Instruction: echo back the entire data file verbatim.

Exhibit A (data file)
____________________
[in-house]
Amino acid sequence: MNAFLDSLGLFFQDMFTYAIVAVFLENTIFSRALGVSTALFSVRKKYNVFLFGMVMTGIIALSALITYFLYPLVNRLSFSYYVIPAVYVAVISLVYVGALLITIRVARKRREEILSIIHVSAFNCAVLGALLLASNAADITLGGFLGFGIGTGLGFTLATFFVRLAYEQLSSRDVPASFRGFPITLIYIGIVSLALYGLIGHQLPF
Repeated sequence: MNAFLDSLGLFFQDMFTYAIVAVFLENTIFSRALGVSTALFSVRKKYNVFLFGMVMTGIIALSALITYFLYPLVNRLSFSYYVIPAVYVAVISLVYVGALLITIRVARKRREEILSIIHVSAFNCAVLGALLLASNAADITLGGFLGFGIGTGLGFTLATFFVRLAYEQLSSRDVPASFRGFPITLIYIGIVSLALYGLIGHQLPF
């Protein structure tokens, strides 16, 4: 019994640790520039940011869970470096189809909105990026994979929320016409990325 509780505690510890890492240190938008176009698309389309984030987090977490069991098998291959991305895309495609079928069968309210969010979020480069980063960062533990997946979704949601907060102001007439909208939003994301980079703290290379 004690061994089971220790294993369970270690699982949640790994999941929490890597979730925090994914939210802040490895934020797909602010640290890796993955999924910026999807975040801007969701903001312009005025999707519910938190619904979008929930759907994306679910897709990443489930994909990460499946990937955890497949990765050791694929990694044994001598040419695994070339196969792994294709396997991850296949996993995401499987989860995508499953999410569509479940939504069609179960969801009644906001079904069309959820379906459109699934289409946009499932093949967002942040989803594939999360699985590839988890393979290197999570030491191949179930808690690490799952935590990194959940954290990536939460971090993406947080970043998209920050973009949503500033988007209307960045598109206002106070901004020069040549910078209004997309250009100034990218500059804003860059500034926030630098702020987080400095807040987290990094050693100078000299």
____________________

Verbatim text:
[in-house]
Amino acid sequence: MNAFLDSLGLFFQDMFTYAIVAVFLENTIFSRALGVSTALFSVRKKYNVFLFGMVMTGIIALSALITYFLYPLVNRLSFSYYVIPAVYVAVISLVYVGALLITIRVARKRREEILSIIHVSAFNCAVLGALLLASNAADITLGGFLGFGIGTGLGFTLATFFVRLAYEQLSSRDVPASFRGFPITLIYIGIVSLALYGLIGHQLPF
Repeated sequence: MNAFLDSLGLFFQDMFTYAIVAVFLENTIFSRALGVSTALFSVRKKYNVFLFGMVMTGIIALSALITYFLYPLVNRLSFSYYVIPAVYVAVISLVYVGALLITIRVARKRREEILSIIHVSAFNCAVLGALLLASNAADITLGGFLGFGIGTGLGFTLATFFVRLAYEQLSSRDVPASFRGFPITLIYIGIVSLALYGLIGHQLPF
């Protein structure tokens, strides 16, 4: 019994640790520039940011869970470096189809909105990026994979929320016409990325 509780505690510890890492240190938008176009698309389309984030987090977490069991098998291959991305895309495609079928069968309210969010979020480069980063960062533990997946979704949601907060102001007439909208939003994301980079703290290379 004690061994089971220790294993369970270690699982949640790994999941929490890597979730925090994914939210802040490895934020797909602010640290890796993955999924910026999807975040801007969701903001312009005025999707519910938190619904979008929930759907994306679910897709990443489930994909990460499946990937955890497949990765050791694929990694044994001598040419695994070339196969792994294709396997991850296949996993995401499987989860995508499953999410569509479940939504069609179960969801009644906001079904069309959820379906459109699934289409946009499932093949967002942040989803594939999360699985590839988890393979290197999570030491191949179930808690690490799952935590990194959940954290990536939460971090993406947080970043998209920050973009949503500033988007209307960045598109206002106070901004020069040549910078209004997309250009100034990218500059804003860059500034926030630098702020987080400095807040987290990094050693100078000299």